Pete Batard of Akeo Consulting has updated UEFI:NTFS boot loader:
UEFI:NTFS – Boot NTFS partitions from UEFI
This generic bootloader, which is primarily intended for use with Rufus, is meant to allow seamless booting from an EFI bootloader, that resides on an NTFS partitions. In other words, UEFI:NTFS is designed to remove the UEFI restriction of being able to natively boot from FAT32 only, and allow NTFS boot without the need for any user intervention. This can be used, for instance, for booting an USB Windows NTFS installation media, in EFI mode, allowing support for files that are larger than 4GB (something a native EFI FAT32 partition cannot support), or allow indiscriminate EFI or BIOS boot of Windows To Go drives. The way this works, in conjuction with Rufus, is as follows:
* Rufus creates 2 partitions on the target USB disk (these can be MBR or GPT partitions). The first one is an NTFS partition occupying almost all the drive, that contains the Windows files (for Windows To Go, or for regular installation), and the second is a very small FAT partition, located at the very end, that contains an NTFS EFI driver (see http://efi.akeo.ie) as well as the UEFI:NTFS bootloader.
* When the USB drive boots in EFI mode, the first NTFS partition gets ignored by the EFI firmware and the UEFI:NTFS bootloader from the bootable FAT partition is executed.
* UEFI:NTFS then loads the relevant NTFS EFI driver, locates the existing NTFS partition on the same media, and executes the /efi/boot/bootx64.efi or /efi/boot/bootia32.efi that resides there. This achieves the exact same outcome as if the EFI firmware had native NTFS support and could boot straight from NTFS.
Akeo Consulting is an Irish Software Development company, expertise ranging from OSS development, Embedded Systems and SoCs development, Security, Web Services technologies, Operating Systems, Reverse Engineering, e-Papertechnologies and more. Pete has a blog with UEFI- and other firmware-related posts, and other UEFI-related projects.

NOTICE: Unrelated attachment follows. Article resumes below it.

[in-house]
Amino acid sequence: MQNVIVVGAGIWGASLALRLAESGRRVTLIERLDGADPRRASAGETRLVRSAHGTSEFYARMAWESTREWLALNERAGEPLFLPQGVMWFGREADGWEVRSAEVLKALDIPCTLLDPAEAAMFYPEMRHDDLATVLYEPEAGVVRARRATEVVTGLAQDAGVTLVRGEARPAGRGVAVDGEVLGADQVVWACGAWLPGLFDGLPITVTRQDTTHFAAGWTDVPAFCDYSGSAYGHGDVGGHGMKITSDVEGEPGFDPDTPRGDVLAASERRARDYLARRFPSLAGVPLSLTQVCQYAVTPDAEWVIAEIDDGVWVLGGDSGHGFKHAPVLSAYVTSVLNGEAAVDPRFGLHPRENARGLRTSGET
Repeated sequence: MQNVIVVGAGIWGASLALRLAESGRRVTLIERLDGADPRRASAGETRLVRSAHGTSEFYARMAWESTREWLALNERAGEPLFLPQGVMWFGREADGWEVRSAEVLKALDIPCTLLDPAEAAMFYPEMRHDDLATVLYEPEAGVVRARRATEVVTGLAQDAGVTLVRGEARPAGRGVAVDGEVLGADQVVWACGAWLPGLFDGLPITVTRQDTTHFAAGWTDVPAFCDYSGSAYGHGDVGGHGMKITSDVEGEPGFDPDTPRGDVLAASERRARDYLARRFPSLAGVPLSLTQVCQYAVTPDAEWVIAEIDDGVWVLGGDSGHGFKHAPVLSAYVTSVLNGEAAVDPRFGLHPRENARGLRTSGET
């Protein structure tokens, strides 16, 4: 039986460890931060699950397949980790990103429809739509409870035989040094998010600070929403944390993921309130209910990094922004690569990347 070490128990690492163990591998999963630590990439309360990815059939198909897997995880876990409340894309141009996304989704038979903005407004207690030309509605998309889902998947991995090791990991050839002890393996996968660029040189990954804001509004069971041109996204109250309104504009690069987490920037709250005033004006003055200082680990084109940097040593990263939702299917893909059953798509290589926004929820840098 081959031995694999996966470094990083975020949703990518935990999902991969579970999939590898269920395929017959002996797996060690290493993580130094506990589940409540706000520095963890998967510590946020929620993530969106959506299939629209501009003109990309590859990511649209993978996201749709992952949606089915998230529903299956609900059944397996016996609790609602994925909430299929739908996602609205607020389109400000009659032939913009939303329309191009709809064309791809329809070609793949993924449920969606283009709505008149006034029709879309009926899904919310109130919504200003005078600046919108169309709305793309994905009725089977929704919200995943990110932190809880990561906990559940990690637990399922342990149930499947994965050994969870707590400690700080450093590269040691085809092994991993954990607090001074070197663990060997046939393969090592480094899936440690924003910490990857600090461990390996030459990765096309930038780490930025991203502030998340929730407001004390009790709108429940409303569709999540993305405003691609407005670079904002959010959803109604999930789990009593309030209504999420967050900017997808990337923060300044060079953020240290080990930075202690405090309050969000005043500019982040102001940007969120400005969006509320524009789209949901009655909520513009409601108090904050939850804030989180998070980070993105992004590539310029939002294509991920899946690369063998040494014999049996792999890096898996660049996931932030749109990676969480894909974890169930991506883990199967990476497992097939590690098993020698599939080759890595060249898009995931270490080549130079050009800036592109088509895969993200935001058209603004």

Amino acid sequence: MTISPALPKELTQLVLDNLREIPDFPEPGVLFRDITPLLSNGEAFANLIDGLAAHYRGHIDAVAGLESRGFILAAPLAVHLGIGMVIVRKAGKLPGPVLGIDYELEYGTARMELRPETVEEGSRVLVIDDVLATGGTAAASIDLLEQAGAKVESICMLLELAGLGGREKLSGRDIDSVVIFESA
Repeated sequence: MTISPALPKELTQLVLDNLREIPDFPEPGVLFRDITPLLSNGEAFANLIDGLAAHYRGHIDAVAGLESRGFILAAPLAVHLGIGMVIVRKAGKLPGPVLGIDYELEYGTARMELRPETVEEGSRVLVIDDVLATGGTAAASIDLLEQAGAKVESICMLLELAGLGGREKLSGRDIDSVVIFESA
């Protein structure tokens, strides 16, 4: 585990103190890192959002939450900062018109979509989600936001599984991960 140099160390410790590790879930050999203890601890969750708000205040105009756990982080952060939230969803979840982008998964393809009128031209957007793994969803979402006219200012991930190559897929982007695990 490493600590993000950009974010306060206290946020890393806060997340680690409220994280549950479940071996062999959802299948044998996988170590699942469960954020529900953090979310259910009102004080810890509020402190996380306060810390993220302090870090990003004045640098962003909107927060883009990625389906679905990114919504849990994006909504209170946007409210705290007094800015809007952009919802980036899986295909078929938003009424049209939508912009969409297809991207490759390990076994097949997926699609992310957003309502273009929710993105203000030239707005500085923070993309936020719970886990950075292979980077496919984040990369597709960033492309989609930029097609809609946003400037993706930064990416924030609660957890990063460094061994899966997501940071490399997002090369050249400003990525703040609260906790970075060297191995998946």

Off-topic rant: These kinds of hacks are needed because UEFI requires FAT32 for it’s EFI System Partition (ESP). Apple also supports HFS+ as well as FAT for their ESP. UEFI spec requires vendors only support FAT. As I understand this, it’s mainly because FAT is widely-supported, Microsoft requires it for Windows OEMs, and having more than one file system would make life a bit more complex for UEFI developers, a complexity that Apple’s UEFI developers are already dealing with. With a little bit of interop testing, each OS could have an EFI file system that understands it’s preferred native file system format, which may enable better disk encryption, and fewer support issues with the foreign FAT file system. A problem with using any other file system for UEFI is that all vendors won’t necessarily support it, an install-time issue. I wish we had Ext4 and ZFS file system drivers for UEFI in mainstream use (inside IBV solutions, so they’re useful). Microsoft will of course require only FAT for Windows OEMs. Personally, I’d like to see the UDF file system, used by DVDs, more widely adopted as the second file system for UEFI ESP, as a FAT alternative. Most OSes already support UDF (though with some edge-case errors, which could be fixed), and it’s one of the few common file systems that support large files. If you have to deal with some large ISO/image in the UEFI Shell, you’re limited by FAT32’s small file size limits. Someone has already submitted a UDF into Tianocore. It isn’t perfect, there are probably better choices for some flash-based systems, but it could enable a FAT-free Linux/FreeBSD system.